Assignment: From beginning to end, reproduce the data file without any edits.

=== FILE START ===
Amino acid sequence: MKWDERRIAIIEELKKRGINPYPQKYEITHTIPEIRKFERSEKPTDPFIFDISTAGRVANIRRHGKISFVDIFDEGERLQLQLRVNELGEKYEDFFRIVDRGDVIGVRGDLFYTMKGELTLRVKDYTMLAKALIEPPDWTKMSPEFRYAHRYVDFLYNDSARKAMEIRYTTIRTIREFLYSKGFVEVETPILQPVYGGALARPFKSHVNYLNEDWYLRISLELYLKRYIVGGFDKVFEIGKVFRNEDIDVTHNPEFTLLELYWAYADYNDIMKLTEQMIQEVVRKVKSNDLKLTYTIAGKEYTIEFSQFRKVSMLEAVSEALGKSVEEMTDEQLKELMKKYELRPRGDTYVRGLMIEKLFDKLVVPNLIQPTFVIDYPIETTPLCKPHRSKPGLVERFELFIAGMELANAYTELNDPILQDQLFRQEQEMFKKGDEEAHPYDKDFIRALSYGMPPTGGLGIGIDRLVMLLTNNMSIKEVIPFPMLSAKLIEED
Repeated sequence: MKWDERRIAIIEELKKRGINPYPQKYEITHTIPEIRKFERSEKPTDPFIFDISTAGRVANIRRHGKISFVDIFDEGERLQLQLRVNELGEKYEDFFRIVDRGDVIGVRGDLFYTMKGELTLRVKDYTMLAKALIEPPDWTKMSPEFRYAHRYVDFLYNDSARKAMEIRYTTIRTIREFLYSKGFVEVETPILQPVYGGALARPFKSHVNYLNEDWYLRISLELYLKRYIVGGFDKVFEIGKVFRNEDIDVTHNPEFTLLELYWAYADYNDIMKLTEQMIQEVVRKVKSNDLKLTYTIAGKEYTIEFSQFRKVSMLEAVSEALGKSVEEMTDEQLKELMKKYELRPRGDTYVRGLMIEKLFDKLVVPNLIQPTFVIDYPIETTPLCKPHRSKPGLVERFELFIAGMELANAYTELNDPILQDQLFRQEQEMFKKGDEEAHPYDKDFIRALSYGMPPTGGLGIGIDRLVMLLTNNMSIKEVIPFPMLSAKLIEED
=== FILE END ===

Amino acid sequence: MKWDERRIAIIEELKKRGINPYPQKYEITHTIPEIRKFERSEKPTDPFIFDISTAGRVANIRRHGKISFVDIFDEGERLQLQLRVNELGEKYEDFFRIVDRGDVIGVRGDLFYTMKGELTLRVKDYTMLAKALIEPPDWTKMSPEFRYAHRYVDFLYNDSARKAMEIRYTTIRTIREFLYSKGFVEVETPILQPVYGGALARPFKSHVNYLNEDWYLRISLELYLKRYIVGGFDKVFEIGKVFRNEDIDVTHNPEFTLLELYWAYADYNDIMKLTEQMIQEVVRKVKSNDLKLTYTIAGKEYTIEFSQFRKVSMLEAVSEALGKSVEEMTDEQLKELMKKYELRPRGDTYVRGLMIEKLFDKLVVPNLIQPTFVIDYPIETTPLCKPHRSKPGLVERFELFIAGMELANAYTELNDPILQDQLFRQEQEMFKKGDEEAHPYDKDFIRALSYGMPPTGGLGIGIDRLVMLLTNNMSIKEVIPFPMLSAKLIEED
Repeated sequence: MKWDERRIAIIEELKKRGINPYPQKYEITHTIPEIRKFERSEKPTDPFIFDISTAGRVANIRRHGKISFVDIFDEGERLQLQLRVNELGEKYEDFFRIVDRGDVIGVRGDLFYTMKGELTLRVKDYTMLAKALIEPPDWTKMSPEFRYAHRYVDFLYNDSARKAMEIRYTTIRTIREFLYSKGFVEVETPILQPVYGGALARPFKSHVNYLNEDWYLRISLELYLKRYIVGGFDKVFEIGKVFRNEDIDVTHNPEFTLLELYWAYADYNDIMKLTEQMIQEVVRKVKSNDLKLTYTIAGKEYTIEFSQFRKVSMLEAVSEALGKSVEEMTDEQLKELMKKYELRPRGDTYVRGLMIEKLFDKLVVPNLIQPTFVIDYPIETTPLCKPHRSKPGLVERFELFIAGMELANAYTELNDPILQDQLFRQEQEMFKKGDEEAHPYDKDFIRALSYGMPPTGGLGIGIDRLVMLLTNNMSIKEVIPFPMLSAKLIEED